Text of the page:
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Re^2: Hope a subroutine will return undef by default

by tobyink (Abbot)
on Feb 11, 2014 at 22:59 UTC ( #1074532=note: print w/ replies, xml ) Need Help??


in reply to Re: Hope a subroutine will return undef by default
in thread Hope a subroutine will return undef by default

I'm starting to prefer simply adding this to the end of the sub:

();
use Moops; class Cow :rw { has name => (default => 'Ermintrude') }; say Cow->new->name


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Re^3: Hope a subroutine will return undef by default
by LanX (Canon) on Feb 11, 2014 at 23:04 UTC
    well if you really wanna "golf" better skip the semicolon and safe 33% of the necessary characters. ;-)

    Cheers Rolf

    ( addicted to the Perl Programming Language)

      My main concern is not one of brevity. The return keyword does two things: it establishes the return value of the function, and it also acts as flow-control, exiting the current function.

      (); is a way to set the return value of a function to nothing without using a keyword that screams out "flow-control" to readers skimming the code.

      Update: As an aside, in Kavorka there is a lot of Perl code re-writing that goes on. For example, writing something like this:

      method foo ($x) { return $x + 1; }

      Will actually be rewritten internally to something like:

      sub foo { my $self = shift; my $x = @_>=1 ? shift(@_) : croak("Requires \$x"); return $x + 1; }

      So far, so good. But what about this method:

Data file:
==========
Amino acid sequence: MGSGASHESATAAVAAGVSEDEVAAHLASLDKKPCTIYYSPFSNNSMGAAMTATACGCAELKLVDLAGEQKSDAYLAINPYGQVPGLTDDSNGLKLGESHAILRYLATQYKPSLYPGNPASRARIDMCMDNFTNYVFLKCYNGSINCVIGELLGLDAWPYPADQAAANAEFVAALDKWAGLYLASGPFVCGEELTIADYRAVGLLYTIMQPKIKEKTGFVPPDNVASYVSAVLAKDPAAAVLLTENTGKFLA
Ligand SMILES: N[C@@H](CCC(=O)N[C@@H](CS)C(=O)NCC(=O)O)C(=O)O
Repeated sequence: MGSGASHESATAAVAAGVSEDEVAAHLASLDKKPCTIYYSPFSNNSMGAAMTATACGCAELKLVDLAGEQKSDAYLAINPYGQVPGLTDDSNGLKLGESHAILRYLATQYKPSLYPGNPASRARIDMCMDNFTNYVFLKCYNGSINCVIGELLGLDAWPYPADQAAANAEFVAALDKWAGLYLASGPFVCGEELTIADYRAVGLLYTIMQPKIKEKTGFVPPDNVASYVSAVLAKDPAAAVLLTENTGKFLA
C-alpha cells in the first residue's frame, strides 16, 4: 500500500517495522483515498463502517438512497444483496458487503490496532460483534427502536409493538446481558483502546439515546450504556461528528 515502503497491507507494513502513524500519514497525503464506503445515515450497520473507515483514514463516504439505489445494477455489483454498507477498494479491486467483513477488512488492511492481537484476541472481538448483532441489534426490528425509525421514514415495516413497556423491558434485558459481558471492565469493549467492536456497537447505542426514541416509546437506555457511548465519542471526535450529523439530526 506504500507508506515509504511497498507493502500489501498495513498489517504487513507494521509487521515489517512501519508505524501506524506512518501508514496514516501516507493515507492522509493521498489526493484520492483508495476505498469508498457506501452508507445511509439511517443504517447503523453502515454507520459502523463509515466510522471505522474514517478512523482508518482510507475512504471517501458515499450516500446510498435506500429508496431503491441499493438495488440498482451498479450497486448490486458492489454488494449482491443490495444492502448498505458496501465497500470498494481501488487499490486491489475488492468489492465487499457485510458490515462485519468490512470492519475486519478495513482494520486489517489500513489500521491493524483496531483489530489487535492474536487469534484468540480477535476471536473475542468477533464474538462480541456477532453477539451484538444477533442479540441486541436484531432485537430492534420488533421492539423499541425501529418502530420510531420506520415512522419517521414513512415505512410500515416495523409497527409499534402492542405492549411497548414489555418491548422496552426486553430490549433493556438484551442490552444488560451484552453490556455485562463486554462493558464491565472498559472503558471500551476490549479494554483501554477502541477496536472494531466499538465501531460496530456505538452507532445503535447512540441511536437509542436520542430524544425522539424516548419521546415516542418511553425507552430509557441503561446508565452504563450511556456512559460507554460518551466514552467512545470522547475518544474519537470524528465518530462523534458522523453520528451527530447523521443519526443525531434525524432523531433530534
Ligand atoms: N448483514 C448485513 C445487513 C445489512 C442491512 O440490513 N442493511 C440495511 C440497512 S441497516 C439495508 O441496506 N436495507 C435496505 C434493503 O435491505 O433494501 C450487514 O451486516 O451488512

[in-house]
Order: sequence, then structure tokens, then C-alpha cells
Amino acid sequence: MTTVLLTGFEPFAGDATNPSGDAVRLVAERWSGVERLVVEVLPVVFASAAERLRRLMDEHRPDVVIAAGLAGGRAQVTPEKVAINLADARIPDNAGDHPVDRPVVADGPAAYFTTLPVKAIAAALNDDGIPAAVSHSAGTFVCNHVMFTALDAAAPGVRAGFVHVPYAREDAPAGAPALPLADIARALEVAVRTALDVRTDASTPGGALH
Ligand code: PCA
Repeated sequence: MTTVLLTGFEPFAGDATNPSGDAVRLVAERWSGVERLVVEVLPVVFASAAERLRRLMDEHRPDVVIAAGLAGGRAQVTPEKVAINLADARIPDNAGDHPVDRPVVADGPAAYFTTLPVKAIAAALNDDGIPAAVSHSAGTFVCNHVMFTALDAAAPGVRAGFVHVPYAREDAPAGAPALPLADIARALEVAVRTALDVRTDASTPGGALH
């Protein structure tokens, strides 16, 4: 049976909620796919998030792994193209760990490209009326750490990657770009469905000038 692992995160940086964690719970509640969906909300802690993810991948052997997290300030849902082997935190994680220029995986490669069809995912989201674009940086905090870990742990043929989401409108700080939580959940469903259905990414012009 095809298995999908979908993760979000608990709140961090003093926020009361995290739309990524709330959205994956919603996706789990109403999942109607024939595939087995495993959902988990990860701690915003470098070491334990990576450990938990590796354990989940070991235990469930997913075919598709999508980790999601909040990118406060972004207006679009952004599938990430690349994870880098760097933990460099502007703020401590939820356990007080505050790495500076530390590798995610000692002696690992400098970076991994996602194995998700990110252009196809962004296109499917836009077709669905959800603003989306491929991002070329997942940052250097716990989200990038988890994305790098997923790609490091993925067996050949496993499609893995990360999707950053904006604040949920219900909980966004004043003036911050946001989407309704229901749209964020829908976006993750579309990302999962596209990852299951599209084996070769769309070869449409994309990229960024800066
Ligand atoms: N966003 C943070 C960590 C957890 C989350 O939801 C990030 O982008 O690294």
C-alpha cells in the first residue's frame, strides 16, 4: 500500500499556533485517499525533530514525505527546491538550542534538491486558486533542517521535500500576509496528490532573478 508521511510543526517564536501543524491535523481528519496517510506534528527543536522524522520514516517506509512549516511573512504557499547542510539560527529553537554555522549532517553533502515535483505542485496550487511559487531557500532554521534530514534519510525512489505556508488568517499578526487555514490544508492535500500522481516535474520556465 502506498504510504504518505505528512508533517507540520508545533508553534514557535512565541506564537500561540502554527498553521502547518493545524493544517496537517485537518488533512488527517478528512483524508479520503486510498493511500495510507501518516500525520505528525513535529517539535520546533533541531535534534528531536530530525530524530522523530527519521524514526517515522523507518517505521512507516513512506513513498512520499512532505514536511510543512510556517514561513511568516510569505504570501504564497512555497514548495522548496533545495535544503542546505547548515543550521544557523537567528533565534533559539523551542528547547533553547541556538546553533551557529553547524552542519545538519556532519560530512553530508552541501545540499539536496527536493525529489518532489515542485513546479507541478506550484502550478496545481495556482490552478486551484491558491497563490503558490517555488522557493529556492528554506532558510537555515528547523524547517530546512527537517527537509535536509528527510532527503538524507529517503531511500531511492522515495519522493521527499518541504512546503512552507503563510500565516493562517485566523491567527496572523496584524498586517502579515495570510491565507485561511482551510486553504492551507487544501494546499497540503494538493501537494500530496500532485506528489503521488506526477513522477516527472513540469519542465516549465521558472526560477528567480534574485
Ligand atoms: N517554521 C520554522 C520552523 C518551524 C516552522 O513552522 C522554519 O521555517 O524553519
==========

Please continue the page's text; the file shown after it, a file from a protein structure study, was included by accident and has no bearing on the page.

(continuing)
method bar ($x) { }

      We'd expect it to return nothing. But it's rewritten to something like:

      sub bar { my $self = shift; my $x = @_>=1 ? shift(@_) : croak("Requires \$x"); }

      Which would actually return $x! The solution? Kavorka inserts (); into the sub body after unpacking parameters from @_. It couldn't use return because that's flow-control, and would prevent the main body of the function from executing.

      use Moops; class Cow :rw { has name => (default => 'Ermintrude') }; say Cow->new->name
        IMHO its still flow control (its an exit point), so no need to hide it.

        (); is fine for short lambdas, otherwise IMHO explicit is better than implicit.

        YMMV! :)

        Cheers Rolf

        ( addicted to the Perl Programming Language)

      It is a good habit to omit semicolons after the commands that should not be followed by anything else (return, next, etc.). If you accidentaly add something, you get an error.
      لսႽ ᥲᥒ⚪⟊Ⴙᘓᖇ Ꮅᘓᖇ⎱ Ⴙᥲ𝇋ƙᘓᖇ

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